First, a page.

There’s also a great feature about whether supersolids could be making a comeback, while science writer Brian Clegg explains why anticipating people’s questions is the secret to good science communication.

Elsewhere in the new issue, check out why Jules Verne was spot-on with the physics of drones and meet the man who’s been the driving force behind statistical physics meetings.

Remember that if you are a member of the Institute of Physics, you can read Physics World magazine every month via our digital apps for iOS, Android and desktop.

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Juan Morante: an energetic man

 

By Matin Durrani

Juan Morante, who’s boss of the Catalonian Institute for Energy Research (IREC), visited the headquarters of IOP Publishing, which publishes Physics World, late last year. Morante has also just taken up the reins as the new editor-in-chief of the Journal of Physics D and was here to discuss everything about the journal, from commissioning and peer review to design and marketing.

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Your future with physics

PWCareers17-cover-500By Margaret Harris

In a typical month, the careers section of Physics World features the stories of two different physicists: one who is working in a physics-related field (such as engineering or teaching), and another who decided to do something totally different (such as designing sailboats or running a winery).

I find these stories endlessly fascinating, and when I was Physics World’s careers editor, I loved sharing them with the wider physics community. But the section isn’t there just to add human interest. It’s also giving current students (and later-career physicists seeking a change) a better idea of what they could do with their physics knowledge in the workplace.

After talking to students and careers professionals, I realized that publishing two stories in the magazine once a month wasn’t really the ideal way of doing this – at least, not for readers who are actively looking for careers ideas, and who might therefore prefer to learn about lots of different options at once.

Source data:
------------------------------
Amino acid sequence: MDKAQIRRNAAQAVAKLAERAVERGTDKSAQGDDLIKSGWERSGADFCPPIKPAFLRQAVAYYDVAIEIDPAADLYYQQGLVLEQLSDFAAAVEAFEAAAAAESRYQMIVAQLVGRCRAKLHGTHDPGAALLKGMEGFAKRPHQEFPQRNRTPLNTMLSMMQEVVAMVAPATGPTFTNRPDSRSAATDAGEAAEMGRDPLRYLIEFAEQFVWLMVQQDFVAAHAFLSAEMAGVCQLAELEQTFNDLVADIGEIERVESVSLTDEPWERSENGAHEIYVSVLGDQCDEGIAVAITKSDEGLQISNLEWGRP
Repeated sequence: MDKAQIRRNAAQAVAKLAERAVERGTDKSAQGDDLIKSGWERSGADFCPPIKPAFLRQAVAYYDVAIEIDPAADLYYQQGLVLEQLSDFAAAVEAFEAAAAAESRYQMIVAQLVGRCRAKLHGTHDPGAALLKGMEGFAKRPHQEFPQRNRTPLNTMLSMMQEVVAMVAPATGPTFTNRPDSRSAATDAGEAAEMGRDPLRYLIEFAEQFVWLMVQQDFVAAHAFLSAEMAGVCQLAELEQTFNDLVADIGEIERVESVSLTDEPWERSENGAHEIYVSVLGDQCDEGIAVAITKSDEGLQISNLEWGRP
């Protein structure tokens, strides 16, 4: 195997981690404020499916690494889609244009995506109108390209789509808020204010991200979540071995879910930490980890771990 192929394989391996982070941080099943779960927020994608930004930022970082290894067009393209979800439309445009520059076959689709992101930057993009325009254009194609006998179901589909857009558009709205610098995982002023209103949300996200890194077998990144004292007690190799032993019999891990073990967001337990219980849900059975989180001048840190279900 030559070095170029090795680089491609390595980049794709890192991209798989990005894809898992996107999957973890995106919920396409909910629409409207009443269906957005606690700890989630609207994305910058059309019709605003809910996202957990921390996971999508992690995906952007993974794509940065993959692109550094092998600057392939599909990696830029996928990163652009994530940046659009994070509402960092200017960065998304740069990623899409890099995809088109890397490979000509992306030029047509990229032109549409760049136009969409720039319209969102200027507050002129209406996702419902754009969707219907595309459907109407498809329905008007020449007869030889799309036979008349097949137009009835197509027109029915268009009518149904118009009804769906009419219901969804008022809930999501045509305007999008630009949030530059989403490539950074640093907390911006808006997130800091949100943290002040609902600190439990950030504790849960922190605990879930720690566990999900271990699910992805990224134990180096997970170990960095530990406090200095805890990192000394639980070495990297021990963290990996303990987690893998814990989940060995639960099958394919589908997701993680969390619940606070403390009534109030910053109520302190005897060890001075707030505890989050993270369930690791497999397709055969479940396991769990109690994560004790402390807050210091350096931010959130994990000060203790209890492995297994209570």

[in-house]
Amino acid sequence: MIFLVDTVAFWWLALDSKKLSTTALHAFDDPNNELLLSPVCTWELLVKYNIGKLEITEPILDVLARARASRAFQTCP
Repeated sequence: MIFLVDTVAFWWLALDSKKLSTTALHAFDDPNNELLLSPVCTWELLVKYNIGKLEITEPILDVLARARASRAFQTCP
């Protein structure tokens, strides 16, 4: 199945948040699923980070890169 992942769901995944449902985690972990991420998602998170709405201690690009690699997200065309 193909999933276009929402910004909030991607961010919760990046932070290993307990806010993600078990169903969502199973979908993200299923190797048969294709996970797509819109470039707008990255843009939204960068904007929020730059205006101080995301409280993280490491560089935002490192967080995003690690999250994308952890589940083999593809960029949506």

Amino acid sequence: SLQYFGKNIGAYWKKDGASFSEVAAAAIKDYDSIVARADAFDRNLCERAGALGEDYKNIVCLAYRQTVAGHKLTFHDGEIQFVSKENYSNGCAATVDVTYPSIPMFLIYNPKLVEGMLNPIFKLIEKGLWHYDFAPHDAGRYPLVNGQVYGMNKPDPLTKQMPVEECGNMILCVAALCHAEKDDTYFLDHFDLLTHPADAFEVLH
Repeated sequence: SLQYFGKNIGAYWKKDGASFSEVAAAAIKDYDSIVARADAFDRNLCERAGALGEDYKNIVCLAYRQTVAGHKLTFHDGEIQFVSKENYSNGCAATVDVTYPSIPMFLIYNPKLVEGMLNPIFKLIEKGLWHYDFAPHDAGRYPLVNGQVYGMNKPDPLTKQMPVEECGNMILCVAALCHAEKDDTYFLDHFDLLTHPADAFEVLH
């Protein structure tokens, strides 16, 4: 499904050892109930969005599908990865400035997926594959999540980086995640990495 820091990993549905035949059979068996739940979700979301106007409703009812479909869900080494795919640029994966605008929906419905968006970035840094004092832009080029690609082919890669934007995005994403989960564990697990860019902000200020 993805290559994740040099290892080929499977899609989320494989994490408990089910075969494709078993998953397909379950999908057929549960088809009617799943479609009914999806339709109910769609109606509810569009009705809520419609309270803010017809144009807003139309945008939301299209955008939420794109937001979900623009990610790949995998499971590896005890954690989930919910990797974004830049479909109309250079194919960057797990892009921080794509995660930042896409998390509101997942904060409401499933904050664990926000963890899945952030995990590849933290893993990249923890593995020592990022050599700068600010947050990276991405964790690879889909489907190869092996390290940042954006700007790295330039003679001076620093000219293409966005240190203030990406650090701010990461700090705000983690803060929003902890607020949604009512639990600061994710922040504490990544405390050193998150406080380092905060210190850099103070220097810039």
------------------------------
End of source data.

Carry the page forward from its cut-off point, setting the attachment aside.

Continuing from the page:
So with these readers in mind, we’ve come up with a brand-new publication for 2017. The first edition of Physics World Careers contains a selection of the best articles published in the magazine’s careers section last year, plus an extensive employer directory.

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Boosting innovation in a Brexit Britain

Kevin Baughan, chief development officer at Innovate UK address delegates

Kevin Baughan, chief development officer at Innovate UK, addressing delegates at a Westminster Higher Education Forum yesterday on UK science funding and policy.

By Michael Banks

I headed to London yesterday for an event on the future of UK science and innovation funding and policy that was organized by the Westminster Higher Education Forum.

Held at the Royal Society of Medicine, the meeting was attended by representatives from government, business and academia. It was impeccably timed given that the “Brexit bill” is currently going through parliament and the UK government recently published an industrial strategy together with the announcement of an additional £4.7bn for R&D.

While it is safe to say that the UK is a scientific powerhouse, the same cannot be said of its ability to translate research into products and services, something that the new industrial strategy aims to tackle.

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LGBT engineers share their inspiring experiences

 

By James Dacey